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The Membranes

By Chi Ta-wei
Translated By Ari Larissa Heinrich

Ari Larissa Heinrich's translation of Chi Ta-wei's The Membranes, a classic of queer speculative fiction originally published in Taiwan in 1995, is out this week from Columbia University Press. In the excerpt below, the protagonist, Momo, reflects on her unusual origin story.

Momo brushed her yellow bedroom wallpaper with her fingers. Then she bit gently into a hothouse peach, sweet juice oozing from pink skin so delicate it would bruise if you blew on it. Had she perceived the yellow paper through direct exposure to her subcutaneous neural network? Was it her taste buds that detected peach sweetness? She would never know. An impenetrable barrier existed between her body and the material world.

Membranes filtered Momo’s every impression of the world. At thirty, she felt there was at least one layer of membrane between her and the world. Not the kind of membrane she applied to her clients receiving facials at work, obviously. The invisible kind. The kind that made her feel sort of like a tiny water flea—a Daphnia encased in a cell, swimming alone out to sea. The ocean surrounded her body but never touched her.

Momo was a kind of aesthetician known as a “dermal care technician.” She knew that between her clients’ faces and her own hands—beyond the seaweed and the carmine masks—lay another membrane that prevented her from ever truly getting close to anyone. Momo was acutely unsuited to intimacy. People who didn’t know her often found her reticence alluring; her regulars just assumed she was the quiet type.

Unsuited? More like suspended in an amniotic sac. Momo was vaguely aware that she would never fit in here. Sometimes she wondered if she should even be living in this world. Not that she wanted to die. It was just that maybe she was better suited to another space, another world: a misfit peach, unsatisfied with its home tree and dreaming of growing on a different tree.

But isn’t one peach tree the same as any other?


Two peach trees, two entirely different universes.


Momo’s fate began with peaches. For as long as she could remember, their sweetness warmed her. Just a morsel in her mouth transported her back to her fairy-tale youth. All through those ten long, hard years spent studying at boarding school, before bed she would relish the taste of a luscious hothouse peach, nourishing her body while also rewarding herself after an arduous day, sending herself off to sweet peachy dreams. Though her reticence kept people from getting close to her, anyone would agree that this peach-loving girl—with her blushing white face—was herself as sweet as a peach. Even her name. Momo. Somewhere between a murmur and the Japanese word for “peach.”

Once, little Momo asked her mother, “Where did I come from?” “You weren’t born from a womb,” said her mother, “and you weren’t plucked from a trash heap.”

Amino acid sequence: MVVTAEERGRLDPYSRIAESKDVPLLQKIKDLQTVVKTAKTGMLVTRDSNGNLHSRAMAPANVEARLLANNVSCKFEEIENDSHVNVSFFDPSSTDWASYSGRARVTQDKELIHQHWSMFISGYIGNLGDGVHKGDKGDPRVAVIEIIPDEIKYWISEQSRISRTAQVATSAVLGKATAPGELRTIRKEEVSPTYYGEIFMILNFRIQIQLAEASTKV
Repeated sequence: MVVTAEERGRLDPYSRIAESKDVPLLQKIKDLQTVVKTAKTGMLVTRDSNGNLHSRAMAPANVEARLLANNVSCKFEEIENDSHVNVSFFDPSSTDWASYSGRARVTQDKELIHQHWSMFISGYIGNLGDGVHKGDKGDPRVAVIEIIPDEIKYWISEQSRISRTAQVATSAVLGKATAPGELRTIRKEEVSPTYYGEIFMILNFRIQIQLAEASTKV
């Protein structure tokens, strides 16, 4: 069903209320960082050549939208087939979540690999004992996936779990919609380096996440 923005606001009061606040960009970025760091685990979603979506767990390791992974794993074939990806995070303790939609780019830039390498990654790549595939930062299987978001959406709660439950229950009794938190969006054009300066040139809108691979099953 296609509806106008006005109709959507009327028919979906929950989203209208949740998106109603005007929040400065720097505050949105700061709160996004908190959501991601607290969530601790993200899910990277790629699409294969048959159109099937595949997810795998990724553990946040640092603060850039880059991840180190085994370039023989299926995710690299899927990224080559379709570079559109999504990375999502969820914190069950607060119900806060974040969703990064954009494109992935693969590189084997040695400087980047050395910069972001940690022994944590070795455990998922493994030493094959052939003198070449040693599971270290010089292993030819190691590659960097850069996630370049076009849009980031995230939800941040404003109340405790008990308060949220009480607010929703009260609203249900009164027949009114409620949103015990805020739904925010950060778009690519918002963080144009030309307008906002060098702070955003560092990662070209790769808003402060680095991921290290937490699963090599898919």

What Momo’s mother told her next was not the simple, perfunctory version of what you learn in sex ed. Instead she explained that a long, long time ago, Mommy had taken a trip with a friend. They were walking along hand in hand in the hills when they came to the base of a peach tree at the top of a knoll. The peaches gave off a mesmerizing scent: to smell them was to go limp with ecstasy. Not worrying about pesticides or being accused of theft, Mommy’s friend asked Mommy to let her stand on her shoulders. With a little teamwork, the crafty pair plucked the biggest peach of all. It was as big as a human head. Mommy was delighted. She told her friend: “In China there’s a legend that ‘peach splitting’—when you share a peach with a friend—is the mark of an extraordinary friendship, the kind that other people wouldn’t understand. Let’s share the peach and bless our friendship!” And so, according to Momo’s mother’s story, the two women split the peach with a knife . . . never anticipating that, as soon as the knife broke the skin, a shrill wailing cry would burst out of the peach. Inside was a baby! As shocked as they were, both women felt that this tiny baby was destined to be their daughter. It was just like a fairy tale.

The baby’s face was bright red and sweetly fragrant. A peach child. Mommy’s friend explained that according to an ancient Japanese legend, there was once a little boy who had been born from a peach, and his name was Momotaro the Peach Boy. Since “Peach” was pronounced “Momo” in Japanese, it was decided: she would be Momo.

“And that’s where you came from,” said Momo’s mother.

To little Momo this story sounded bizarre. It was the twenty-second century, and Momo had a basic understanding of sex. But she liked that it was at least unique. So . . . why not choose to believe it? Momo took a certain pride in the romance of her genesis.

But in that case, Momo wondered, where was Mother’s Japanese friend now? Who was she? And why hadn’t Momo ever met her? 

Momo’s mother was evasive. “We had a fight,” she said. “Friends fight and break up sometimes; it happens all the time. So that’s why Mommy was left to take care of you by herself.”

Little Momo thought: When I grow up, I’ll never fight with my friends. I’ll be close with my friends forever.

Forever. Yes, forever.

Excerpted from The Membranes. Copyright © 2021 Chi Ta-wei. Used by arrangement with the publisher. All rights reserved.


Related Reading:

"A Faun's Afternoon" by Chi Ta-wei, translated by Dave Haysom

An excerpt from Qiu Miaojin's Last Words from Montmartre, translated by Ari Larissa Heinrich

Translating Hong Kong and Taiwan: May Huang and Jenna Tang in Conversation

Published Jun 1, 2021   Copyright 2021 Chi Ta-wei

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